The main sponsors were: Società Geochimica Italiana (SOGEI, official patronage); Springer; Società Italiana di Mineralogia e Petrologia (SIMP); Commission of Volcanic Lakes (CVL-IAVCEI); West Systems; Provincia di Potenza; APT Basilicata; Università degli Studi della Basilicata; Thermo-Fisher Scientific; Dipartimento di Scienze dell’Università della Basilicata.

The meeting: presentations and field activities
The meeting aimed to encourage and promote the exchange of expertise among international scientists in the study of limnic systems of volcanic environments, especially favouring the discussion and the development of new multidisciplinary and methodological research approaches.


Lake Piccolo. Picture by Jacopo Cabassi.

The day after the arrival (i.e. 26 June) was entirely dedicated to oral presentations and discussions, in which each of the participants was able to present case studies or theoretical lessons relevant to the study of volcanic lakes from various methodological and disciplinary perspectives. The presentations were exhibited in the evocative scenery of the Abbey of San Michele Arcangelo, located above Lake Piccolo. During the day, it was also possible to visit the Museum of Natural History of Vulture inside the abbey.


Scientific session. Picture by Jacopo Cabassi.

The days 27 and 28 June were dedicated to practical activities, carried out in both the lakes of Monticchio (Grande and Piccolo), for the measurement of physical-chemical parameters and the collection of samples for laboratory analysis. More specifically, water and dissolved gas sampling was carried out along vertical profiles from the lake surface to the bottom at selected depths, at a site corresponding to the deepest point of the lake. The sampling equipment consisted of Rilsan® tubes (ϕ=6 mm) connected through steel connectors. Water was pumped via the tubes up to the surface by means of a 100 ml syringe equipped with a three-way valve and transferred into plastic bottles and glass vials for analysis of anions, cations, trace species, dissolved gases and microbial populations along the vertical profile. Samples of sediment from the bottom of the lakes were collected by means of depth corers and dredges. Measurements of CO2 and CH4 fluxes from the lake surface were also carried out by means of a floating accumulation chamber, simultaneously with measurements in air of concentration and isotopic composition of methane.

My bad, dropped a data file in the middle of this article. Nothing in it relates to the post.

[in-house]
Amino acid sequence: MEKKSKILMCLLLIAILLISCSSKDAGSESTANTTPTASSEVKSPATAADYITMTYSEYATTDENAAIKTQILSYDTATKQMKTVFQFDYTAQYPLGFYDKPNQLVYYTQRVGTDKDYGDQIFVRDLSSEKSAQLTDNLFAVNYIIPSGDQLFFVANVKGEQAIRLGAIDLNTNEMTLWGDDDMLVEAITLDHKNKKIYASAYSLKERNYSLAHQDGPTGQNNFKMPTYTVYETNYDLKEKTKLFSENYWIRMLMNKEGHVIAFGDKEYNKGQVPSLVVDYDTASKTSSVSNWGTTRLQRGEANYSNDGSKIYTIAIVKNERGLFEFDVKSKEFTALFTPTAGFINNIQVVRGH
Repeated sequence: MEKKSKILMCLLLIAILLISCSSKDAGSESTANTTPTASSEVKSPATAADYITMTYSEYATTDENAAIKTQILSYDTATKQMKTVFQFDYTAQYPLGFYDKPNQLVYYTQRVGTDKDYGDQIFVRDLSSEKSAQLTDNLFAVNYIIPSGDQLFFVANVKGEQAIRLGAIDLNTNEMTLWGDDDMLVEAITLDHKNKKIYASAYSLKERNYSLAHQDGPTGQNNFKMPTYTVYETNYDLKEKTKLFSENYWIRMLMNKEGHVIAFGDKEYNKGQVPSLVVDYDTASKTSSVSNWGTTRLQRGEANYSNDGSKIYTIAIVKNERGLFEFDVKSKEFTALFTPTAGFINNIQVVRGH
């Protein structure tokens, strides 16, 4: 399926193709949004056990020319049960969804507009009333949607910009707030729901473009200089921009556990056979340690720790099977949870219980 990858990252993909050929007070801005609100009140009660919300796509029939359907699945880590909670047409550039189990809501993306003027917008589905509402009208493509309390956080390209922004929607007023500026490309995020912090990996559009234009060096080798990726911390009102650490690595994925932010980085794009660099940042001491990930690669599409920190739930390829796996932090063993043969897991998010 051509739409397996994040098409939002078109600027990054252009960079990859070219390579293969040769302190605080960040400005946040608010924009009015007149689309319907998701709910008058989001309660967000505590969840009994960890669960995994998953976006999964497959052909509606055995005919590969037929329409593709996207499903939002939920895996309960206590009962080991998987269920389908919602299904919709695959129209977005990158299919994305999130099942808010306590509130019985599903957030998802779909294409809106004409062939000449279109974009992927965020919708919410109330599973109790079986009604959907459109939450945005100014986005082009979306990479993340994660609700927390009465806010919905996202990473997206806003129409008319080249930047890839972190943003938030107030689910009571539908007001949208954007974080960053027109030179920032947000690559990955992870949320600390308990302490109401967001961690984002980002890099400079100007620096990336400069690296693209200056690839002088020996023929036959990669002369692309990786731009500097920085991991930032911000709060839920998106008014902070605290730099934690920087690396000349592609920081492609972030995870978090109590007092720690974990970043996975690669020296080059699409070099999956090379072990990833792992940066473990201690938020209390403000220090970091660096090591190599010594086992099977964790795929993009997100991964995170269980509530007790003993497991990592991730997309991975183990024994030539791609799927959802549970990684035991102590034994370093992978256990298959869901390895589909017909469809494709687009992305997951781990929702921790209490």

Sampling of lake water and dissolved gases. Picture by Sergio Calabrese.

On 29 June, a round table was held, with an open discussion about present and future research of volcanic lakes. The participants were able to describe and report their work experience on the two lakes in the previous days, so that everyone could have an all-encompassing idea of the measurements and samplings carried out on the lakes. The result of the discussion was to propose a joint publication of all the scientific data produced during the meeting and after the analysis of the collected samples, reflecting the performed multi-disciplinary and multi-methodological approaches and able to provide a complete characterization of the two lake environments. The creation of an internet space will encourage data and measures sharing. In the afternoon, the excursion to the nearby city of Matera (UNESCO site) took place.


Group picture in Matera. Picture by Jacopo Cabassi.